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From werickson <werick...@gmail.com>
Subject Re: java parser usage in Groovy
Date Wed, 24 Jun 2015 17:59:52 GMT
> What about Dagger2? 
Dagger 2 does not modify existing classes, it will only generate code.

When you @Inject a member or a constructor in Dagger2, you're instructing it
to generate the vanilla code you would have written to do manual dependency
injection yourself.  Dagger2 is much less magical than Google Guice in this
regard.

I think it will become clear if you take a look how the dependency injection
bootstrapping occurs in Dagger2.

>From the Dagger2 website - https://google.github.io/dagger/:
> @Component(modules = DripCoffeeModule.class)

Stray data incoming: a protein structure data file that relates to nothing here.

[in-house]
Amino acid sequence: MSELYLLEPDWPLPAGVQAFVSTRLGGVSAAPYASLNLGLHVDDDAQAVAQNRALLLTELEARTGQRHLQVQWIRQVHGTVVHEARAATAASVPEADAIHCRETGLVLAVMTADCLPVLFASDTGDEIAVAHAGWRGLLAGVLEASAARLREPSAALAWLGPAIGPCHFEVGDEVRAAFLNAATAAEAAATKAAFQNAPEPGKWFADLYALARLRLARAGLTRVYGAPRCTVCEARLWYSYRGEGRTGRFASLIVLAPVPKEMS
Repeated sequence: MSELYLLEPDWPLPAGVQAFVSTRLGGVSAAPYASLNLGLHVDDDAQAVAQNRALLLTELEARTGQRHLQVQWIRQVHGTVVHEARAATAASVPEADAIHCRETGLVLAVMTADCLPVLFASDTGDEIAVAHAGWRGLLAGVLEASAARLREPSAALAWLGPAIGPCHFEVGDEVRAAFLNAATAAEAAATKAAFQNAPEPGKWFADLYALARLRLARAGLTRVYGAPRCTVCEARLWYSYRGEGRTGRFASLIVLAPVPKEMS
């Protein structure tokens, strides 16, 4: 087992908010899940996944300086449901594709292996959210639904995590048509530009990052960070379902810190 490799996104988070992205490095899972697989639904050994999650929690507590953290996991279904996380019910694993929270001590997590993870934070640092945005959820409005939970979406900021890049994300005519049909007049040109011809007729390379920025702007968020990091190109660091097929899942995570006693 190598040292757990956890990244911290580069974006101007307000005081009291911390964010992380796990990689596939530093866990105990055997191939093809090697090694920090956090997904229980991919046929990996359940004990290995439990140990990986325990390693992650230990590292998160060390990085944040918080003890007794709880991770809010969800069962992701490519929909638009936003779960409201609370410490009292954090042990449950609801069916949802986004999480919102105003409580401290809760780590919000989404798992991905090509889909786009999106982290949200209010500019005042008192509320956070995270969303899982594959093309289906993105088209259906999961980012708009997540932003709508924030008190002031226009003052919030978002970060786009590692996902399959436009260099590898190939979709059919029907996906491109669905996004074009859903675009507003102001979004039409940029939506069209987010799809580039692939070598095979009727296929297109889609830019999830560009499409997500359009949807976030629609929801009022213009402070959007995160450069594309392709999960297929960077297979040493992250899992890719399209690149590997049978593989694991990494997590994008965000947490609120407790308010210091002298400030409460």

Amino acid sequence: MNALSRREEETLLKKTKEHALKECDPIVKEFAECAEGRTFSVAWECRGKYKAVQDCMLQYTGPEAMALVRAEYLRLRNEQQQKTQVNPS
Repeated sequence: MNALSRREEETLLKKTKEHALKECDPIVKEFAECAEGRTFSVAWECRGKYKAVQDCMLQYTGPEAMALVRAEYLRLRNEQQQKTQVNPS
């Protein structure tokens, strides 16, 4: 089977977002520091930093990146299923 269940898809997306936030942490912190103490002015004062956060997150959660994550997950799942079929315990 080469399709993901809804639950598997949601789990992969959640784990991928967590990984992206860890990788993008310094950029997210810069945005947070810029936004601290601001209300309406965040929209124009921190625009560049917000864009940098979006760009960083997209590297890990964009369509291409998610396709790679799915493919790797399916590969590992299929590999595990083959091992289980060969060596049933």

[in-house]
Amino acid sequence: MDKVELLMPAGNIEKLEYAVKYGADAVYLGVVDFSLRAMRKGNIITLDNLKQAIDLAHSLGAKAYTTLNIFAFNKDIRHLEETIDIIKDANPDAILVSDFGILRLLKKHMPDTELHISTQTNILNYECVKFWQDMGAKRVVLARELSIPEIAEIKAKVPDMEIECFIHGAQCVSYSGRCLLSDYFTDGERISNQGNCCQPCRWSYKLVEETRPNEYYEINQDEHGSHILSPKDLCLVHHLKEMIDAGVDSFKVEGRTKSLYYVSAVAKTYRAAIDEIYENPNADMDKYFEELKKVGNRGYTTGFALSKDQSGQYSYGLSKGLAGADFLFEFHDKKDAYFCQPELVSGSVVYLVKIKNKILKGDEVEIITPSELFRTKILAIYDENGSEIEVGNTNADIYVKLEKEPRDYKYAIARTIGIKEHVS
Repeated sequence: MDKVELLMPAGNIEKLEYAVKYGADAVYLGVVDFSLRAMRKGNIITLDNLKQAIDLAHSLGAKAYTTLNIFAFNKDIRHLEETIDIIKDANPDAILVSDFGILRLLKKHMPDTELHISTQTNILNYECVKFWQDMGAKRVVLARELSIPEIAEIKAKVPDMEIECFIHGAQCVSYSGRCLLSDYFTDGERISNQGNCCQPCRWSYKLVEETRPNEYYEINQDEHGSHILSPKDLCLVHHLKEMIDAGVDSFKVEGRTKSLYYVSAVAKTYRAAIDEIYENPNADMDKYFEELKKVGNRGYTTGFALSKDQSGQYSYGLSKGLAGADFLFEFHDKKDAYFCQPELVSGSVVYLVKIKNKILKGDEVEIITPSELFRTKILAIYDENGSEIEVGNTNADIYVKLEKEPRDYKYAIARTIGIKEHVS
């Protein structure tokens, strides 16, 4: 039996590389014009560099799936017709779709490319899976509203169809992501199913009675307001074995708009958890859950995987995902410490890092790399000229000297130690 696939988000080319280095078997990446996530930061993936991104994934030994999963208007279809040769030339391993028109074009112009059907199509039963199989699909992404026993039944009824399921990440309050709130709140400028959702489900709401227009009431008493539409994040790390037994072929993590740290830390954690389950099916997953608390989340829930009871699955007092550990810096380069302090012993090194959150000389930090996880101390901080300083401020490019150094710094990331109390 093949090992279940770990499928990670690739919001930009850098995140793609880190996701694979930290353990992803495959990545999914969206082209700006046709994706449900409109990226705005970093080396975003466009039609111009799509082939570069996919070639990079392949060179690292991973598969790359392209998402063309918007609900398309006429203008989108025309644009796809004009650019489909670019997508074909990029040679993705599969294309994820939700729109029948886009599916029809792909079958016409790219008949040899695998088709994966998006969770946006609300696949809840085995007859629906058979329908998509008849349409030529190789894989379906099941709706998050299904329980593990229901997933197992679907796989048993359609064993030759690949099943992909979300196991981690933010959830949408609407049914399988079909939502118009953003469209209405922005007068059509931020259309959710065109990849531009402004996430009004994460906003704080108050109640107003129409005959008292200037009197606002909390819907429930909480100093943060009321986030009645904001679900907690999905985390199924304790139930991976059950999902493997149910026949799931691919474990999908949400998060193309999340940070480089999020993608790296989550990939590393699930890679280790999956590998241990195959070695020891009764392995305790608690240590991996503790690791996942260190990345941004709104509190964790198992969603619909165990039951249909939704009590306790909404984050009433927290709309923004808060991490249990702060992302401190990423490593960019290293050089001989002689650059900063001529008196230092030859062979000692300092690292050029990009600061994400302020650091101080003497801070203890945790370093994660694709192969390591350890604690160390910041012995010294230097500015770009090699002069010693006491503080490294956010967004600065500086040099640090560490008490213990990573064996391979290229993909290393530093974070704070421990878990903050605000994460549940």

> interface CoffeeShop {
>   CoffeeMaker maker();
> }
> 
> // ...
> 
> CoffeeShop coffeeShop = DaggerCoffeeShop.builder()
>    .dripCoffeeModule(new DripCoffeeModule())
>    .build();
> CoffeeMaker = coffeeShop.maker();

In this example Dagger2 is generating a Component that matches the interface
provided to expose the CoffeeMaker class.  This component is basically used
to bootstrap the object graph that Dagger2 has built up into your
application.

In the Dagger generated code, it knows about all the injectable types that
can go into the constructor or members of the CoffeeMaker class, because you
annotated those types with @Inject or created a provider for it
DripCoffeeModule, and it will provide them, when newing it.  Actual
modification of the CoffeeMaker class by the annotation processor is not
required to make this work.



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